Random BSD Notes

How to set up Tiny Tiny RSS on OpenBSD

The following article describes on how to install Tiny Tiny RSS on recent versions of OpenBSD using httpd. As of this writing, I am using OpenBSD 6.3.

Install and Configure MariaDB

Start by installing MariaDB on the server:

# pkg_add mariadb-server

Since OpenBSD's httpd runs in a chroot you have to do some extra steps so that ttrss and the MariaDB command line programs can reach the control socket. Basically, you create a new run/mysql directory within httpd's chroot add a proper symlink from outside and change the configuration accordingly.

# install -d -m 0755 -o root -g wheel /var/www/var
# install -d -m 0755 -o root -g wheel /var/www/var/run
# install -d -m 0711 -o _mysql -g _mysql /var/www/var/run/mysql
# rmdir /var/run/mysql
# ln -s /var/www/var/run/mysql /var/run/mysql

Set path in /etc/my.cnf accordingly

# grep run/mysql /etc/my.cnf
[client]
socket          = /var/www/var/run/mysql/mysql.sock
[mysqld]
socket          = /var/www/var/run/mysql/mysql.sock

Make sure that the permissions match the ones of /var/run/mysql for the whole path! Otherwise mysqld won't start. In the following steps the MariaDB service will be enabled, the initial database setup happens, the daemon will be started and finally, initialized.

# rcctl enable mysqld
# mysql_install_db
Installing MariaDB/MySQL system tables in '/var/mysql' ...
180924 18:23:27 [Note] /usr/local/libexec/mysqld (mysqld 10.0.36-MariaDB) starting as process 1229 ...
[...]

# rcctl start mysqld
mysqld(ok)

# mysql_secure_installation
[...]
Enter current password for root (enter for none):
OK, successfully used password, moving on...

Setting the root password ensures that nobody can log into the MariaDB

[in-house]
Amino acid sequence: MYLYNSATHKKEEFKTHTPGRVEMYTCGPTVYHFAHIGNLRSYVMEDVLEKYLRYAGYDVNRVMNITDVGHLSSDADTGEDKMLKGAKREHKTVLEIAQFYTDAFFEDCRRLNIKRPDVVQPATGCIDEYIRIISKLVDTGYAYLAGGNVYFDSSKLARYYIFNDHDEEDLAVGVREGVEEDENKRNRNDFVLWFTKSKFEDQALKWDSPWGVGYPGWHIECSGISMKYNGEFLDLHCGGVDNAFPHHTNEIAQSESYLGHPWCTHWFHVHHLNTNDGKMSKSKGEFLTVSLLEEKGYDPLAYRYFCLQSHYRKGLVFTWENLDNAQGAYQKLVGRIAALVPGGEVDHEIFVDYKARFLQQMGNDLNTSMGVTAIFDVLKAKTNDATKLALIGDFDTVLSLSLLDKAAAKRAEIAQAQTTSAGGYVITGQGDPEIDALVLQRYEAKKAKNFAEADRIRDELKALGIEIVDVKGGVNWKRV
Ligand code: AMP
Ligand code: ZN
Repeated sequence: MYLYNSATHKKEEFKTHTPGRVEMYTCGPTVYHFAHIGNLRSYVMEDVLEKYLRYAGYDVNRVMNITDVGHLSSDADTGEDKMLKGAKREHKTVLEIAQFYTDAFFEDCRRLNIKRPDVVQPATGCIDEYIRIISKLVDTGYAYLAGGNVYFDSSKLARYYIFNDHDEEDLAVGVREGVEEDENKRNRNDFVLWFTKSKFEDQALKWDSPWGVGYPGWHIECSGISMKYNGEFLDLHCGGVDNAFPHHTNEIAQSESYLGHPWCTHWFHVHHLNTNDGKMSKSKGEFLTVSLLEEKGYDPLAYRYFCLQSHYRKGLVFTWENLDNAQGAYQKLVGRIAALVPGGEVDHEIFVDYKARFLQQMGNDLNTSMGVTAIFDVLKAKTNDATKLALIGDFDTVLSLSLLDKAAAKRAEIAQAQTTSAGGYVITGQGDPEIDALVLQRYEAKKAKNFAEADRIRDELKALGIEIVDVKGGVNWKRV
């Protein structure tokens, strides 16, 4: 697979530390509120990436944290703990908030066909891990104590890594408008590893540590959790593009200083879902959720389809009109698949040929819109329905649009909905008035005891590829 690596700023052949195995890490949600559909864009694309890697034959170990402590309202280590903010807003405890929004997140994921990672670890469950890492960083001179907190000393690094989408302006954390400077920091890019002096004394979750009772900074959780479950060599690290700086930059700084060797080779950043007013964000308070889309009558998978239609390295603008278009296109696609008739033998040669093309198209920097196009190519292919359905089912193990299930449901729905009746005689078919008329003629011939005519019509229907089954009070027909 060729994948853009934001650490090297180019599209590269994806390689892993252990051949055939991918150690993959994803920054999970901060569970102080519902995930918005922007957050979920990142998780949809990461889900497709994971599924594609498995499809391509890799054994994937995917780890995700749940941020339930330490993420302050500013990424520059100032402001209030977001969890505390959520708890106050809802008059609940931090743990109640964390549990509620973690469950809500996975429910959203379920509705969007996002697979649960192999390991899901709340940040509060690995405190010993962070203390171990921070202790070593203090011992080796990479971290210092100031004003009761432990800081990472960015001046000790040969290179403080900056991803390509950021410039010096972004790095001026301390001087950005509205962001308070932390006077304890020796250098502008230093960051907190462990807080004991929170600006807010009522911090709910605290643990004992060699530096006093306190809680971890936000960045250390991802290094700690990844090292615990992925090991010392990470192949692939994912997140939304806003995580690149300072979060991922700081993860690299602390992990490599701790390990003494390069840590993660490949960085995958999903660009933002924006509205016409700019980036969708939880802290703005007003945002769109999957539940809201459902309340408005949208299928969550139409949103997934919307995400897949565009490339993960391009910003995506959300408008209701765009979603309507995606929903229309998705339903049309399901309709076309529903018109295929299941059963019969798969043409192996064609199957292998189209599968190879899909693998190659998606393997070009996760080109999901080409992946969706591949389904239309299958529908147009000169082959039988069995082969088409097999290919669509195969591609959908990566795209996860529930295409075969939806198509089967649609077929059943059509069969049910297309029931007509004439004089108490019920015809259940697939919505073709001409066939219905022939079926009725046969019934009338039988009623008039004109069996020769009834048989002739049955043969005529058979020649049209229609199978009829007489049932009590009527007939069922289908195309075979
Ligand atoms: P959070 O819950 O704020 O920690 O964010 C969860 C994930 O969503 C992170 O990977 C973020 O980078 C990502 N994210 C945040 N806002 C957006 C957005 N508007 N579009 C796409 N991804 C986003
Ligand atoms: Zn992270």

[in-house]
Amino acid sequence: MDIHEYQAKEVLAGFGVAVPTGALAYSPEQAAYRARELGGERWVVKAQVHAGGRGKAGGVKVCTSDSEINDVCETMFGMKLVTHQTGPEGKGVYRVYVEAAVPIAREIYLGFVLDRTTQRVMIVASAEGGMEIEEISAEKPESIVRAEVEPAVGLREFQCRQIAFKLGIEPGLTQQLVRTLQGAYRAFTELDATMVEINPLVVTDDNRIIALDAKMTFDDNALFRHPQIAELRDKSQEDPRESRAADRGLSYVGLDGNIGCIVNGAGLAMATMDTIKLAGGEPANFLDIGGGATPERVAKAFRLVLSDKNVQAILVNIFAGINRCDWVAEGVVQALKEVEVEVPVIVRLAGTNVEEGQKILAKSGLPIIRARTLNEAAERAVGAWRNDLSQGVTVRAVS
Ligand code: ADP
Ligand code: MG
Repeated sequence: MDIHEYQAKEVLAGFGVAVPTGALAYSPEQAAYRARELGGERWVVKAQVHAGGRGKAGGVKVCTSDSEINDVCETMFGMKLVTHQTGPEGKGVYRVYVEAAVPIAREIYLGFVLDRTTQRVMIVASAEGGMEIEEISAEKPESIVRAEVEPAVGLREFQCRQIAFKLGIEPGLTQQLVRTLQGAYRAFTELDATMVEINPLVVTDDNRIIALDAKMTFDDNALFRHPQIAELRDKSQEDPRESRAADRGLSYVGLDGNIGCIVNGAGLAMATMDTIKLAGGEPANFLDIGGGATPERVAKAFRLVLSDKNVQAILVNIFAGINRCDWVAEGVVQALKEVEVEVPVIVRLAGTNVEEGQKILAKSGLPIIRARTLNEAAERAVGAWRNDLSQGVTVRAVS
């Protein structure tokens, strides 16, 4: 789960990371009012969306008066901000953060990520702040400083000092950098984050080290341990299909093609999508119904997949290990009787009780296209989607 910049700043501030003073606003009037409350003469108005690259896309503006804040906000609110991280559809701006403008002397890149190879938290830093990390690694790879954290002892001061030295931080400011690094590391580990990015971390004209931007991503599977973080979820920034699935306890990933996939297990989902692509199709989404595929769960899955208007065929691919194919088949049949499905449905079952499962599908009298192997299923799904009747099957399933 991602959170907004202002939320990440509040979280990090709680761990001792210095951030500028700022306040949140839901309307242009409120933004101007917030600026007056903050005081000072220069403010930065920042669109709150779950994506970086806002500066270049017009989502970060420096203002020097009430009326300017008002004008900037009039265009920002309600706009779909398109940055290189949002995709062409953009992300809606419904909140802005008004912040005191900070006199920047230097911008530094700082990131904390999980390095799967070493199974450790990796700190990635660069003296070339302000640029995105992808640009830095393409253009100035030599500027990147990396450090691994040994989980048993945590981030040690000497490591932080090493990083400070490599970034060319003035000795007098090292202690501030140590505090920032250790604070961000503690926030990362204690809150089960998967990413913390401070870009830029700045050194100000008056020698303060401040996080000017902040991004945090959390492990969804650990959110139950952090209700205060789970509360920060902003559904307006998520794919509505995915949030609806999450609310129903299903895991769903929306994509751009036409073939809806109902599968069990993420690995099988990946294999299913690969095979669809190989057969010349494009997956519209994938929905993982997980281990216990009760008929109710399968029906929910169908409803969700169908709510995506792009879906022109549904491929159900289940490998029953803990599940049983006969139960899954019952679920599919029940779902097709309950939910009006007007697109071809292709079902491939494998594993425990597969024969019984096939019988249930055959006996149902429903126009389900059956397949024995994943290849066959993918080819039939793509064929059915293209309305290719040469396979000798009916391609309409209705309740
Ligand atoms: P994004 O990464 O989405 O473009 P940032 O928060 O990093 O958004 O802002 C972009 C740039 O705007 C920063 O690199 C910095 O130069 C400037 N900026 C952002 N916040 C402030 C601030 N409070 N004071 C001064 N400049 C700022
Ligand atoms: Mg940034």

root user without the proper authorisation.

Set root password? [Y/n]
[...]
Remove anonymous users? [Y/n]
[...]
Disallow root login remotely? [Y/n]
[...]
Remove test database and access to it? [Y/n]
[...]
Reload privilege tables now? [Y/n]
[...]
Thanks for using MariaDB!

Remember the root password and check if it works with mysql -u root -p

Create a separate Database for tt-rss

We create a separate user and database for ttrss. Make sure that you remember the password.

$ mysql -p -u root
mysql> CREATE USER 'ttrss'@'localhost' IDENTIFIED BY 'somepassword';
mysql> CREATE DATABASE ttrss;
mysql> GRANT ALL PRIVILEGES ON ttrss.* TO "ttrss"@"localhost" IDENTIFIED BY 'somepassword';

Error logs and Debugging

In case something goes wrong, start mysqld with the following command in case MariaDB fails to start:

# mysqld_safe
180831 10:43:22 mysqld_safe Logging to '/var/mysql/db.example.com.err'.
180831 10:43:22 mysqld_safe Starting mysqld daemon with databases from /var/mysql

This shows the log path and probable errors:

# tail -f /var/mysql/db.example.com.err
[...]
180831 10:42:18 [Note] InnoDB: Waiting for purge to start
180831 10:42:18 [Note] InnoDB:  Percona XtraDB (http://www.percona.com) 5.6.36-83.0 started; log sequence number 1616817
180831 10:42:18 [Note] Server socket created on IP: '127.0.0.1'.
180831 10:42:18 [ERROR] Can't start server : Bind on unix socket: Permission denied
180831 10:42:18 [ERROR] Do you already have another mysqld server running on socket: /var/www/var/run/mysql/mysql.sock ?
180831 10:42:18 [ERROR] Aborting
[...]

The error above was caused by wrong permissions of the socket directory. Remember what I said about making sure that the permissions are correct earlier :)

Configure HTTPD